Recipe: Skillet Cornbread
Every year, once the weather turns cold, my husband looks forward to eating my homemade chili. It is a simple, straightforward recipe I found online. It does not use any secret ingredients and it probably is not chili cook-off worthy, but it is a delicious recipe nonetheless and we enjoy big steaming bowls of it throughout the short winter months here in Texas. I never make my chili without baking cornbread to enjoy on the side. But for years, a good cornbread recipe has been eluding me. All the recipes I have made in the past have always been too dry and flavorless. But, I never gave up and I finally found a recipe I love. It is from one of my favorite cookbooks by Dorie Greenspan.
Dorie's original recipe instructs you to make the cornbread into muffins, which I think is a fun idea, especially if you are serving a group of people. Who would not love their own personal cornbread muffin? But I also know that cornbread bakes amazingly well in a cast iron skillet. A cast iron skillet is an essential kitchen tool. They conduct and retain heat efficiently which makes them perfect for both stovetop and oven cooking. They are also durable—you always hear of people who say they inherited their grandmother or great-grandmother's cast iron skillet. They truly stand the test of time when properly maintained. They are also the cheapest piece of kitchen equipment you will probably ever buy.
I love how the cornbread baked in my cast iron skillet. The bottom and edges were golden with a slight crispness and deep flavor. The crumb was tender and moist from the addition of the buttermilk, but it still had cornbread's signature crumbly texture. The corn kernels added tender pops of sweetness. It was fun to serve the cornbread into wedges straight from the skillet. I love to slather my piece of cornbread with butter and watch it melt into the little crevices before taking a bite. If you are making chili this winter, try making your cornbread in a cast iron skillet and grab a wedge for yourself before it disappears!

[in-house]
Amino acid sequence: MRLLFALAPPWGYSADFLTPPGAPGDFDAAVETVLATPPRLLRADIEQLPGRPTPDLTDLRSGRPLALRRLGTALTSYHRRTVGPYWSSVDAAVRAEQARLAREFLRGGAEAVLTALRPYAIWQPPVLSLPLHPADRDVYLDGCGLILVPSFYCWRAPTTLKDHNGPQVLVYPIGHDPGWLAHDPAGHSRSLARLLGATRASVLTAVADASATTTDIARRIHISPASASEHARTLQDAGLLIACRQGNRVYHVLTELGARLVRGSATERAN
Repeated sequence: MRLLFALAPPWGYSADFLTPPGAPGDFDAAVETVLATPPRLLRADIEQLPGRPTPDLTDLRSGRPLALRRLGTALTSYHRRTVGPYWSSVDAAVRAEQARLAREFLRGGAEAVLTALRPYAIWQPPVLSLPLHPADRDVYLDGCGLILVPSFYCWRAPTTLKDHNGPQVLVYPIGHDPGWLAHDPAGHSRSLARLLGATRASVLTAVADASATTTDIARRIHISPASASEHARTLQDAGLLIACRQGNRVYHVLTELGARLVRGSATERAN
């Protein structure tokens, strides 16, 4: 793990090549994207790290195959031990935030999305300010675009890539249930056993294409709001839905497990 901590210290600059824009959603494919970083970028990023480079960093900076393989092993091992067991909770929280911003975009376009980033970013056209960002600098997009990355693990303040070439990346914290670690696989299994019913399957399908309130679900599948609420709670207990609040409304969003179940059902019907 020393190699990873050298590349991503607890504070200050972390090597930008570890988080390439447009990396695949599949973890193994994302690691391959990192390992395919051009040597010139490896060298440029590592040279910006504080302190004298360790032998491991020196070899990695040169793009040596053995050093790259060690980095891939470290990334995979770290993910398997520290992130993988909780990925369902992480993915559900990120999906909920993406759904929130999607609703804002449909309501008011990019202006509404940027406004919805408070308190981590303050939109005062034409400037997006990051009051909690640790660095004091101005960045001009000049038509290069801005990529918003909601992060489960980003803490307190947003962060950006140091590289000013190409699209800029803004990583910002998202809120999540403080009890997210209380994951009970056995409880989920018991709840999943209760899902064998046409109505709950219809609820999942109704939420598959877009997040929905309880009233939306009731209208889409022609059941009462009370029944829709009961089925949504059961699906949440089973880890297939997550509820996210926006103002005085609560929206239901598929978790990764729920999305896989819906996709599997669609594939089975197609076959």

Skillet Cornbread Recipe
Adapted from Baking: From My Kitchen to Yours by Dorie Greenspan
Special equipment: cast iron skillet
1 cup all-purpose flour
1 cup yellow cornmeal (preferably stone-ground)
6 tablespoons granulated sugar
2 1/2 teaspoons baking powder
1/4 teaspoon baking soda
1/2 teaspoon salt
1 cup buttermilk
3 tablespoons unsalted butter, melted and cooled
3 tablespoons vegetable oil
1 large egg
1 large egg yolk
1 cup corn kernels (fresh, frozen or canned)--if using frozen, defrost completely; if using canned, rinse and drain thoroughly
Place the rack in the center of the oven and heat oven to 400 degrees.
In a large bowl, whisk together the flour, cornmeal, sugar, baking powder, baking soda, and salt. In another bowl, whisk together the buttermilk, melted butter, oil, egg, and egg yolk until well blended. Pour the liquid ingredients into the bowl with the dry ingredients and using a rubber spatula, gently stir the ingredients together to blend. Do not over-mix. The batter will be lumpy and that is okay. Stir in the corn kernels. Set the batter aside.
Grease a cast iron skillet and place it in the heated oven for 5 minutes. Carefully remove the skillet from the oven and pour that batter into the skillet, using a spatula to distribute the batter evenly inside the skillet. Place the skillet back in the oven and bake for about 20 minutes, or until a skewer or cake tester inserted into the middle of the cornbread comes out clean. The edges of the cornbread should be a golden color. Transfer the skillet to a cooling rack and cool for about 10 minutes before slicing and serving. Serve with unsalted butter, honey, or your preferred condiment.
Store any leftovers in a covered container at room temperature and eat within 2-3 days.
What is your favorite type of bread?
Flavia Scalzitti is a food blogger based in Houston, Texas. She is originally from Maryland and comes from an Italian family. Flavia grew up around people who used food and cooking as a way to keep their traditions alive, celebrate their Italian culture, express their love for their family, and nourish the people they cooked for with the freshest and best quality ingredients. She is entirely self-taught and is also passionate about baking. In addition to cooking and baking, Flavia enjoys learning about and practicing photography, reading, traveling, practicing yoga, and spending time with her husband, Peter. She blogs at Flavia's Flavors: http://www.flaviasflavors.com
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